Symbolism Of Birds By Aristophanes

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Aristophanes Birds: A View into Athenian Democracy The comical and satirical play by Greek playwright Aristophanes, titled Birds, provided a fanatical escape for the Athenian people during the time of the Peloponnesian War. The citizens were facing the possibility of defeat by Spartan forces, and were looking to regain morale during the war. Birds was performed for The Dionysia Festival of Athens in 414 BC , where commentators could watch with delight, and judges could vote for the best performance. Aristophanes was a comic playwright who enjoyed stirring political issues with his outrageous plot lines and sexual puns. Specifically, Birds was written to caution the Athenians of what symptoms to observe in order to diagnose a corrupt …show more content…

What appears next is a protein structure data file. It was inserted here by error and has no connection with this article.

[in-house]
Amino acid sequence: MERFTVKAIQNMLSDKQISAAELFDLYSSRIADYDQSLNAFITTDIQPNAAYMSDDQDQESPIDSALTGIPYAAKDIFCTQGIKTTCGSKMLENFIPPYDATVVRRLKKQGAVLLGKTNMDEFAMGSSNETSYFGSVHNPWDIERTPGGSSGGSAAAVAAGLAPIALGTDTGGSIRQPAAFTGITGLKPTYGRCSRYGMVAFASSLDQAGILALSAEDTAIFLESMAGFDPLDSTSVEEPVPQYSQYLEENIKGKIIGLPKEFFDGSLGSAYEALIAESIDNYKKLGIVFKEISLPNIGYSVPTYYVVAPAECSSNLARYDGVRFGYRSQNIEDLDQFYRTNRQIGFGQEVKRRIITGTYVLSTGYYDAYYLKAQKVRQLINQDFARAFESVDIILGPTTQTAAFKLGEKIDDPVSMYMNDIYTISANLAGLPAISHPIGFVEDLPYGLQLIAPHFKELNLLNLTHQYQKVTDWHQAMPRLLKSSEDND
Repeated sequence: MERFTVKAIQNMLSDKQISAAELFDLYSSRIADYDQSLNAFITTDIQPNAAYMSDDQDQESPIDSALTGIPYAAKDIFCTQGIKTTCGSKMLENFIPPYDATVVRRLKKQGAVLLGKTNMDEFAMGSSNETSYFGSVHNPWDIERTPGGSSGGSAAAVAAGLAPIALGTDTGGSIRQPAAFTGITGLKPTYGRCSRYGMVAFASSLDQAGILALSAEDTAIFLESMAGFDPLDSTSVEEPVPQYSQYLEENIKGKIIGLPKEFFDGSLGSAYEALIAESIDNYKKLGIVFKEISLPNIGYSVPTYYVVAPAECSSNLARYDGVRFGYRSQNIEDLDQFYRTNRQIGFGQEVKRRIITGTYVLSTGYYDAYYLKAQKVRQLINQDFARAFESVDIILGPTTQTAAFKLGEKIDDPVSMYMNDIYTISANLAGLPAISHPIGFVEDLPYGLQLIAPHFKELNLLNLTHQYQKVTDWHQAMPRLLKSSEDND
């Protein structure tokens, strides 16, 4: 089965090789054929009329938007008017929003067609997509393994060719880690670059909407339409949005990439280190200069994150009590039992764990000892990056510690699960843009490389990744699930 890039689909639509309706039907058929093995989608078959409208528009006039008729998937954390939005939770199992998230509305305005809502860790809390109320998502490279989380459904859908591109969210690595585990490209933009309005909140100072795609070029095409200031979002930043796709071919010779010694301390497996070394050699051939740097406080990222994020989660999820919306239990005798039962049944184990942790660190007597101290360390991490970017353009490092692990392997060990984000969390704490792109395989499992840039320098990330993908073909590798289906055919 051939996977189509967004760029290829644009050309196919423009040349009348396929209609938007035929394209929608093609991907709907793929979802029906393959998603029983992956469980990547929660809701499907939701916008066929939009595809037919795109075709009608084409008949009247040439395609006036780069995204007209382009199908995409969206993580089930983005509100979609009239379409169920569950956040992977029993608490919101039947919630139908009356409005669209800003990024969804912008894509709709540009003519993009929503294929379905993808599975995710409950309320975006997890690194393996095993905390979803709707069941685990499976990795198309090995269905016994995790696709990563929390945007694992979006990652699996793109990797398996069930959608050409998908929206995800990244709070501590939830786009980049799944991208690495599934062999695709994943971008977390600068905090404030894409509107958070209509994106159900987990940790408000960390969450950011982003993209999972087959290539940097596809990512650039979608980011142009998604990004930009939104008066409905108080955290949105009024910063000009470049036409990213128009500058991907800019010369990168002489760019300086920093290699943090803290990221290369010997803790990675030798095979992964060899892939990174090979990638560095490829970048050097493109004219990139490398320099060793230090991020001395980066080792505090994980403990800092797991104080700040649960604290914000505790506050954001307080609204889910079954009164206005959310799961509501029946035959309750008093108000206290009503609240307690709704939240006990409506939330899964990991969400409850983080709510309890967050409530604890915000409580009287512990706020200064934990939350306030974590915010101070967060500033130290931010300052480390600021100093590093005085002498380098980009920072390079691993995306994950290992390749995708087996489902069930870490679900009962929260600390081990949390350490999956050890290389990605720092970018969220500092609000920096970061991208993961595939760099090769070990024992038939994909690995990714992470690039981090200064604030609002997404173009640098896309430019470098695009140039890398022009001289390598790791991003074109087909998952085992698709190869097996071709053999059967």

Specifically, “they’re going to eat it up” indicates how the birds will indulge themselves in the ideas Makemedo will present in such an appealing and tasteful way. The subsequent line is a direct address to the birds: “Gentlemen, my heart is full of sorrow for the birds.” (line 467, pg.299) which demonstrates his attempt to appeal to the emotions of the birds rather than depend upon logical reasoning. Aristophanes wanted the audience to understand the likeness between the Athenian politicians and Makemedo on the basis of their ability to appeal to the audience with ethos, or emotional connection. Makemedo claims he is sympathetic to the birds in line 467, yet in the line prior to this, he admits to Goodhope that he is just providing them with something they want to hear through a “feast of a stampeding speech”. Aristophanes reveals with this scene that corruptibility is very plausible when good rhetoric and the appeal to ethos is the sole contributor to a beginning of new social structure. Like Makemedo, Aristophanes makes a pun of the name Goodhope, the other old Athenian man. Goodhope’s name broken down means “The Son of Good Hope” (Birds: Endnotes, pg. 382). By giving him this name, Aristophanes uses symbolism to represent the innocence of the Athenian citizens who blindly followed the well-spoken aristocrats. When Makemedo proclaims to Goodhope: “Well, you bloody followed me!” (line 341, pg. 291) it demonstrates in a literal sense how the good and

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